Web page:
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Yazeed Mohammed A. Abunayyan Arrested On Continental Flight For 'Singing Of Bin Laden'

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UPDATE, 2/23:
Yazeed Mohammed A. Abunayyan's 21-year-old cousin, Fahad Alsubaie, told the Mail Tribune of Oregon that he tried to stop his cousin from smoking the electronic cigarette but he refused. "I was going to ride back with him, just to make sure he was safe... they didn't want us to sit together. When they asked him to stop the cigarette, he just went crazy, I couldn't stop him," he said. Alsubaie says his cousin, who was en route to visit his ill mother in Saudi Arabia, is mentally disturbed.

Helen Kallenbach, a director at Sonoma State University, told the paper that Abunayyan started as an exchange student at the school's language institute last fall, adding that he was "very sweet" but a "disturbed young man."

PREVIOUSLY, 2/22/12:

By Nigel Duara, Associated Press

PORTLAND, Ore. -- A teenager on a flight from Portland to Houston who caused a ruckus by swinging his fist at an attendant and praising Osama bin Laden as the flight turned around was indicted Wednesday on charges of interfering with the jetliner's crew.

He was identified as 19-year-old Yazeed Mohammed A. Abunayyan.

Ashland police believe he is the Saudi Arabian teenager who led police on a slow-speed chase in the Southern Oregon town on Sunday, ramming two police cars and nearly hitting a pedestrian. He was accused of drunken driving and assaulting an officer. He was released on bail Monday.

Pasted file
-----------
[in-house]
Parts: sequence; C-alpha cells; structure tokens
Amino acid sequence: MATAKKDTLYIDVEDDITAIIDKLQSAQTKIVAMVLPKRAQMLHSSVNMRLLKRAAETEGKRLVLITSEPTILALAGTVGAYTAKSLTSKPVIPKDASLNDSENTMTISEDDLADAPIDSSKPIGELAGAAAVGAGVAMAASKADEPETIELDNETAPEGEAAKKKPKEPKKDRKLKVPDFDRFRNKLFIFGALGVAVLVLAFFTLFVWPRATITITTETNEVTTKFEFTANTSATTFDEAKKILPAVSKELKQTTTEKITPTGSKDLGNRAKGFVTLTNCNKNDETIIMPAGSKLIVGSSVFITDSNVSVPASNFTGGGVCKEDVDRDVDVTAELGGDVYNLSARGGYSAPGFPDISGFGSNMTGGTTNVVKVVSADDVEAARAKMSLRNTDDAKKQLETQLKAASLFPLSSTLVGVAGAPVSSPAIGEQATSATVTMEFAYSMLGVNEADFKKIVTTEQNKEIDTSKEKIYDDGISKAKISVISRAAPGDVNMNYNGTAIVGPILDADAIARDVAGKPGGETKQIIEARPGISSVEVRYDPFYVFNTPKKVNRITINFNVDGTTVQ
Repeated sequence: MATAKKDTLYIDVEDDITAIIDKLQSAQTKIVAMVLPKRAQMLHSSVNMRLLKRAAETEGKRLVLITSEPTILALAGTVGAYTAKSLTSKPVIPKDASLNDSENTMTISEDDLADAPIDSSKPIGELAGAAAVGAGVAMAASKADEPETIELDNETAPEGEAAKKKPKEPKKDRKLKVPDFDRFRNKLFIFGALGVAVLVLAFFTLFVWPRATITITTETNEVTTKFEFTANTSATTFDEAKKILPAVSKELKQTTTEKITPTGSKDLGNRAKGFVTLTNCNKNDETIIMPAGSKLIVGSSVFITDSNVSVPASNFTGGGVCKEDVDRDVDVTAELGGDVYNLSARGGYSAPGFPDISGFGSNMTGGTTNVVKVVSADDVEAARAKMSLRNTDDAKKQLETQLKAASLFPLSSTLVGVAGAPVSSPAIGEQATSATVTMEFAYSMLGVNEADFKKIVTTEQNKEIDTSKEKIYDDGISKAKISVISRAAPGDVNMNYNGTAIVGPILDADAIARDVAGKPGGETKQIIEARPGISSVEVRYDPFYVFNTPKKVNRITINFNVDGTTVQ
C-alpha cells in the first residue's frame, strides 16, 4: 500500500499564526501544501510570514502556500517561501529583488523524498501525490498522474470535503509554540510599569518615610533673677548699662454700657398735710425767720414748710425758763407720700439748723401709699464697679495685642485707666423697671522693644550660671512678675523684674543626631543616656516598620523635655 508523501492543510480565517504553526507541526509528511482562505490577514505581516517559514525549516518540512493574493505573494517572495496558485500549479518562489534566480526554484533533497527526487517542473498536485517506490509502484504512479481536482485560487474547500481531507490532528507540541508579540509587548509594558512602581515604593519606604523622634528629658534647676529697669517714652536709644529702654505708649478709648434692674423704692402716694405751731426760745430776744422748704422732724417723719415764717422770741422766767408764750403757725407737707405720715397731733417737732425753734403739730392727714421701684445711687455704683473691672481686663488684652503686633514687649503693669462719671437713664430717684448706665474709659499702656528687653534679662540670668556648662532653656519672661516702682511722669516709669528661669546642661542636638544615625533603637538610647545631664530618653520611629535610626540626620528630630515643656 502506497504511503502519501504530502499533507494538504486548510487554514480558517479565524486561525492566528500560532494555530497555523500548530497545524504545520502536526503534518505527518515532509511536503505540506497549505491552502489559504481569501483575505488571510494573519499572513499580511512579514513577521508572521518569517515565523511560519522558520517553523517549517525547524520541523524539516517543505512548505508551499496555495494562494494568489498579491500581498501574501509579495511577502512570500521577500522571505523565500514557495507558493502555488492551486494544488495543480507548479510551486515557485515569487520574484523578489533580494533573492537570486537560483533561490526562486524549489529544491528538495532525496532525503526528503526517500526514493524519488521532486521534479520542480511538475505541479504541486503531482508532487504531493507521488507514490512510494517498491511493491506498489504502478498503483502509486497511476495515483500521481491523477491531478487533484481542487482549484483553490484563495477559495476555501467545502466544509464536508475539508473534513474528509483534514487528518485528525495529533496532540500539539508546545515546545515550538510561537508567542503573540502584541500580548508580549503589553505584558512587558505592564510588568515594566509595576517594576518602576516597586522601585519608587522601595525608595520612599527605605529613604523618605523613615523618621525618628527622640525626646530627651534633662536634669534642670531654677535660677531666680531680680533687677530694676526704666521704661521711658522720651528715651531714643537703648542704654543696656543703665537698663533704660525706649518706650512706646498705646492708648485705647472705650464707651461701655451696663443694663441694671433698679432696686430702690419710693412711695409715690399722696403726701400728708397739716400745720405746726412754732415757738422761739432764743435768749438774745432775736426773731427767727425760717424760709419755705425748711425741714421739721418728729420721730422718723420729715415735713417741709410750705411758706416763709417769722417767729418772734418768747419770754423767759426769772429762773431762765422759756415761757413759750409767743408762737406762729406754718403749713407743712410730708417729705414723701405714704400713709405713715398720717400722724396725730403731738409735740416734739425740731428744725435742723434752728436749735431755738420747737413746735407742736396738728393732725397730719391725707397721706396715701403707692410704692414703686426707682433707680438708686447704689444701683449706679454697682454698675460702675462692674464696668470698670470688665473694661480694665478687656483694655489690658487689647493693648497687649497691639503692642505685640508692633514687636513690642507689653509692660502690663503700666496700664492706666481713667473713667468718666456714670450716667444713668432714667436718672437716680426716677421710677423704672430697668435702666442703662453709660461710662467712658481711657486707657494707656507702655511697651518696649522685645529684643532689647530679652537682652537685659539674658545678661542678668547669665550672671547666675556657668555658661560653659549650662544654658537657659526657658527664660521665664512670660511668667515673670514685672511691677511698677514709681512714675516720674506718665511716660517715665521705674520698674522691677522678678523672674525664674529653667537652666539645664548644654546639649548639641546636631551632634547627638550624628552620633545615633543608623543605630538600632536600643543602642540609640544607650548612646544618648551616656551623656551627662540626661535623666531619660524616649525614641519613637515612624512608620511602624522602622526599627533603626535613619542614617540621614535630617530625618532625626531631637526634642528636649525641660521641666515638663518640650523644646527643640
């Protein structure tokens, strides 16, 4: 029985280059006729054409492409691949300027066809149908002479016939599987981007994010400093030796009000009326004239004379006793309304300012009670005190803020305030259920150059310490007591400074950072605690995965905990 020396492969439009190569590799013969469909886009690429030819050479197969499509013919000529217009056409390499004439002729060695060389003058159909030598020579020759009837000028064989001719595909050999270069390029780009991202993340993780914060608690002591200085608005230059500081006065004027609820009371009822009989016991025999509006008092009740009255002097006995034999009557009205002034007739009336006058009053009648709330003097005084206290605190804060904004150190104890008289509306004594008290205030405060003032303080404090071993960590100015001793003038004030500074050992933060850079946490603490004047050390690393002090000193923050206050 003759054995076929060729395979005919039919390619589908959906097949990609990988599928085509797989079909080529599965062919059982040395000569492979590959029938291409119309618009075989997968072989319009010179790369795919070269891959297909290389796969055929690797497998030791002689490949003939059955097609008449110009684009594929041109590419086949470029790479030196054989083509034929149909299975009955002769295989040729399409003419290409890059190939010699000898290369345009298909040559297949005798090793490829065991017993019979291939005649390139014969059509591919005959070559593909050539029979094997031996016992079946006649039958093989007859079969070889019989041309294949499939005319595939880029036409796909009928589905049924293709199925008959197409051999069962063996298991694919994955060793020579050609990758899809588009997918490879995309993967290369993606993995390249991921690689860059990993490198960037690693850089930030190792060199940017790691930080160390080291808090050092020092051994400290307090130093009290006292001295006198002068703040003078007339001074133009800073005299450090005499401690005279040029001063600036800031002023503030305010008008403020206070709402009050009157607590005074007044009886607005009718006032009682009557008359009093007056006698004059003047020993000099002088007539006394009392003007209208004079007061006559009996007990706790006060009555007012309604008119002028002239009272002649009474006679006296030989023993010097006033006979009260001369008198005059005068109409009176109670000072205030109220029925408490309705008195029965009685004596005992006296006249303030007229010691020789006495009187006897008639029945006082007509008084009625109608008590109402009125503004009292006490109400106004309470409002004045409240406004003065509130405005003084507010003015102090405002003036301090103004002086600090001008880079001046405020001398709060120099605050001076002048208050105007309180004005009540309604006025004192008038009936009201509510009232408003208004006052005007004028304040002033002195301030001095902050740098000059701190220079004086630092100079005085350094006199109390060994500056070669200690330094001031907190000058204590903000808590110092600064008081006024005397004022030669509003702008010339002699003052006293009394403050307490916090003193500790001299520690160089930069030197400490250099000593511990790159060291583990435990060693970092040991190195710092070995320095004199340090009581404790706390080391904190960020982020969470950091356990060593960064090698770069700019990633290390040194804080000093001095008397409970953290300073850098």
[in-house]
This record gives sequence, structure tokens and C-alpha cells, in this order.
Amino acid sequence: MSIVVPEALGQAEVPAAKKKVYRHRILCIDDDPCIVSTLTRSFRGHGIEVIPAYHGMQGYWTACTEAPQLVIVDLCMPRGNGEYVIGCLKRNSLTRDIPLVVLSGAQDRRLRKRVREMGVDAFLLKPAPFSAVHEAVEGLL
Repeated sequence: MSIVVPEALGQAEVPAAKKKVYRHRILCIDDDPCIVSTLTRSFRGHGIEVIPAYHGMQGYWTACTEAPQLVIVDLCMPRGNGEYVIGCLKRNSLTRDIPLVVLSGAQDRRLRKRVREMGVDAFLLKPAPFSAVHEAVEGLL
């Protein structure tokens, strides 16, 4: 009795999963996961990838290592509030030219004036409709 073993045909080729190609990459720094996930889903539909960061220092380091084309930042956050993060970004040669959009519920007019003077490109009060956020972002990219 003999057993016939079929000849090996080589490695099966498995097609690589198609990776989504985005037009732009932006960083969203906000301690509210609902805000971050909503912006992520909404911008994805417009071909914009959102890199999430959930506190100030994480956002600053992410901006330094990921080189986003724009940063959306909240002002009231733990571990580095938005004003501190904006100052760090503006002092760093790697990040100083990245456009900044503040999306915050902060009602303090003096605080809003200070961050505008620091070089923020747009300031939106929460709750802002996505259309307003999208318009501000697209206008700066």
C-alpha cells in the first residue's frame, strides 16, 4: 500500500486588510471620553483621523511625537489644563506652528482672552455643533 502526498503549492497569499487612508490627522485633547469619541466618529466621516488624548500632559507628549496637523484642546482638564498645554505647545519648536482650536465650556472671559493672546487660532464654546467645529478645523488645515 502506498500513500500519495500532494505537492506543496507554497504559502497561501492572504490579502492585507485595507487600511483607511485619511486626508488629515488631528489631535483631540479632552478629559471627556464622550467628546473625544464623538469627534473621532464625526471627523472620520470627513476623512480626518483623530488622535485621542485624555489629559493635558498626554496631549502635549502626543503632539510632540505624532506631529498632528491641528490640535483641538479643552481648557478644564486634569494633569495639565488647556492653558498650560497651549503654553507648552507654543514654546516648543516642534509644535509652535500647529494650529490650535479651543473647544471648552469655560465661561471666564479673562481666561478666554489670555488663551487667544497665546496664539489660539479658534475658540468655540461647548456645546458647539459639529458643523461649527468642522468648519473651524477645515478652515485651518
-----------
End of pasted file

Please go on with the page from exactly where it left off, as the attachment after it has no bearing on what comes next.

On Tuesday night, the Continental flight he was on returned to Portland, where he was arrested.

The indictment said he interfered with a flight attendant and a flight crew member, "specifically by refusing to stop smoking or relinquish an electronic cigarette at the request of the member or attendant, yelling profanities and swinging his fist at the flight attendant."

Abunayyan also hit or attempted to hit several passengers and spoke or sung about Osama bin Laden and his hatred of women, the indictment said.

Asked whether the FBI considers him a terrorism threat, spokeswoman Beth Anne Steele noted that the indictment was on interfering charges, not terrorism.

Electronic cigarettes use batteries to heat a liquid nicotine solution to create a vapor for inhaling.

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